Creating recipes with a cause.
I am a proud DFT blogger.
My contribution this week is Quinoa and bean bites
I was introduced to Quinoa few months back when one of my friend made Quinoa pilaf and told me that it is very delicious and healthy. I found it very interesting that it has much protein than other grains and it is equally delicious. I did some Research and found it very beneficial for diabetic people also. For more info check foot notes.
An ivory-colored, tiny, bead-shaped grain. Its flavor is delicate, almost bland, and has been compared to couscous or rice. Quinoa is lighter, but can be used in any way suitable for rice. Quinoa contains more protein than any other grain, and is higher in unsaturated fats and lower in carbohydrates than most grains and is a very good source of calcium, iron, phosphorous, B vitamins, and vitamin E. Not only is quinoa high in protein, but the protein it supplies is complete protein, meaning that it includes all nine essential amino acids.
When I came to know that this week’s DFT theme was Mexican , I decided to make some recipe out of Quinoa. Mexican recipes include many vegetables and beans and so My whole family loves Mexican. Combining black beans , Quinoa , vegetables and salsa to make muffins was an indeed way to create interest in my kids too. I told them these are Mexican cup cakes 🙂
QUINOA AND BEAN BITES
uncooked quinoa – 1 cup
Black Beans boiled and drained- 1 cup
tomatoes, diced- 3
small onion diced- 1
red bell pepper, diced- 1 small
frozen corn- 1/2 cup
eggs – 3
Chopped spring onion greens-1/2 cup
shredded cheddar cheese- 1/2 cup
minced garlic- 2tsp.
fresh cilantro or coriander leaves chopped- 1/2 cup
Mexican salsa – 1 cup
salt and pepper- to taste ( keeping in mind that salsa too has salt.)
1. Wash and rinse Quinoa well in a strainer under running tap water. Place the uncooked quinoa and two cups water in a covered pot. Bring to boil, and then simmer for 15 to 20 minutes or until quinoa is tender. Allow to cool for 10 minutes.
2.Preheat oven to 350 degree F.
3.break 3eggs in a large bowl and whisk together.Mix together all ingredients in the bowl. (save some salsa for dipping).
4.Place the mixture into a muffin tin, filling each tin to the top and press down gently with the back of a spoon to compact.
5.Bake for 30-40 minutes. Cool for 10 minutes before removing from the tin. Serve warm with salsa for dipping.
BENEFITS OF QUINOA
The American Diabetes Association recommends picking grains with the highest nutritional value for your carbohydrate servings, which makes quinoa a good option. Your daily or weekly serving may depend on whether you’re using the glycemic index or the exchange system to keep track of meals. Generally, 1/3 cup of cooked quinoa counts as one carbohydrate serving. If you’re not sure how quinoa will fit into your meal plan, a dietician can help.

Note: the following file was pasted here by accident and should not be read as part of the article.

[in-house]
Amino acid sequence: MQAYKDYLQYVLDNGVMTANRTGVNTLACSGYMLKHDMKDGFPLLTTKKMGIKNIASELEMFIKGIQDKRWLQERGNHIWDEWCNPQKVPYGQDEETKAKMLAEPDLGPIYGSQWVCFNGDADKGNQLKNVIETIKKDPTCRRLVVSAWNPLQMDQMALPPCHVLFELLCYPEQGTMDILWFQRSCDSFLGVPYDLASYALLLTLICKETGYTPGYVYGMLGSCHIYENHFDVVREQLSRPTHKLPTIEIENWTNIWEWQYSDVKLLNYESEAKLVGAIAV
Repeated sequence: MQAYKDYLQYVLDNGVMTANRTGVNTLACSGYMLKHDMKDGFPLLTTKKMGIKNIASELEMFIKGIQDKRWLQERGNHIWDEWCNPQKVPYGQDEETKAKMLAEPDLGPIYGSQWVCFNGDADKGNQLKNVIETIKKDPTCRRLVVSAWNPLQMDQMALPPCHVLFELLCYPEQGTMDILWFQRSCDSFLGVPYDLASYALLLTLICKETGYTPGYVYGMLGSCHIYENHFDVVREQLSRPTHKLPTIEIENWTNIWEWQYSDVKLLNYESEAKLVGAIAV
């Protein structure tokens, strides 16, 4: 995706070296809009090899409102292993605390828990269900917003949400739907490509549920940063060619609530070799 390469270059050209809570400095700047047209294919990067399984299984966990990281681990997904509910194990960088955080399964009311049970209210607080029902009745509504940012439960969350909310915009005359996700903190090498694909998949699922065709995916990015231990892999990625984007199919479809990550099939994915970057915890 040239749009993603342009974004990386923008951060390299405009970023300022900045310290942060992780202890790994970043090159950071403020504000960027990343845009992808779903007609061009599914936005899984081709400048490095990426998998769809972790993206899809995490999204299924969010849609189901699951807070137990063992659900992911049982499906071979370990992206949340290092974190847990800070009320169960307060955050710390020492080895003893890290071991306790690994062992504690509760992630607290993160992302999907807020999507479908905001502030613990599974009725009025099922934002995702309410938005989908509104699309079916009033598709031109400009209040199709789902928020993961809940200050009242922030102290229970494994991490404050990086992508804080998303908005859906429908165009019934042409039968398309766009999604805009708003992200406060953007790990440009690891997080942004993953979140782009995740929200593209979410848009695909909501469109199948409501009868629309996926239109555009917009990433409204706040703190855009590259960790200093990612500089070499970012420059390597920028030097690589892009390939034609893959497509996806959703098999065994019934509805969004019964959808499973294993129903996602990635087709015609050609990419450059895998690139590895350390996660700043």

We usually think of quinoa as a grain, but it is actually the seed of a plant that, as its scientific name Chenopodium quinoa reflects, is related to beets, chard and spinach. These amino acid-rich seeds are not only very nutritious, but also very delicious.
Cooked quinoa seeds are fluffy and creamy, yet slightly crunchy. They have a delicate, somewhat nutty flavor. While the most popular type of quinoa is a transparent yellow color, other varieties feature colors such as orange, pink, red, purple or black. Not only is quinoa high in protein, but the protein it supplies is complete protein, meaning that it includes all nine essential amino acids. Not only is quinoa’s amino acid profile well balanced, making it a good choice for vegans concerned about
adequate protein intake, but quinoa is especially well-endowed with the amino acid lysine, which is essential for tissue growth and repair.
The deep, rich color of black beans is due to substances called anthocyanin flavonoids, which are powerful antioxidants that help cleanse the body of toxins and repair damage to cells, according to the site Health Mad. A cup of black beans contains 15 g of fiber, more than half the recommended daily requirement of fiber. This soluble fiber helps lower cholesterol and stabilize blood sugar levels for better diabetes control. Black beans also contain the mineral molybdenum and vitamin B6 or folate, an important nutrient for pregnant women and for protection against heart disease.
For information please refer to these links
I am not a nutritionist or dietician. My knowledge and information is based on my research and reading from different resources. Please consult your doctor or dietician before making any changes to your diet.
Other recipes this week are
Anupama’s Curried Sweet Potato Fajitas
Chahat’s Creamy chicken -enchiladas
Parvathy’s lime and cilanto Quinoa
Sonal’s vegetable Fajita platter
Suchitra’s Tacos made healthy
Apsara’s Spicy Corn bread muffins
Vidhya’s Zero oil Vegetarian chilli
Prachi’s Sopes Vegetarian
Shailja’s Black beans-brown rice veggie bowl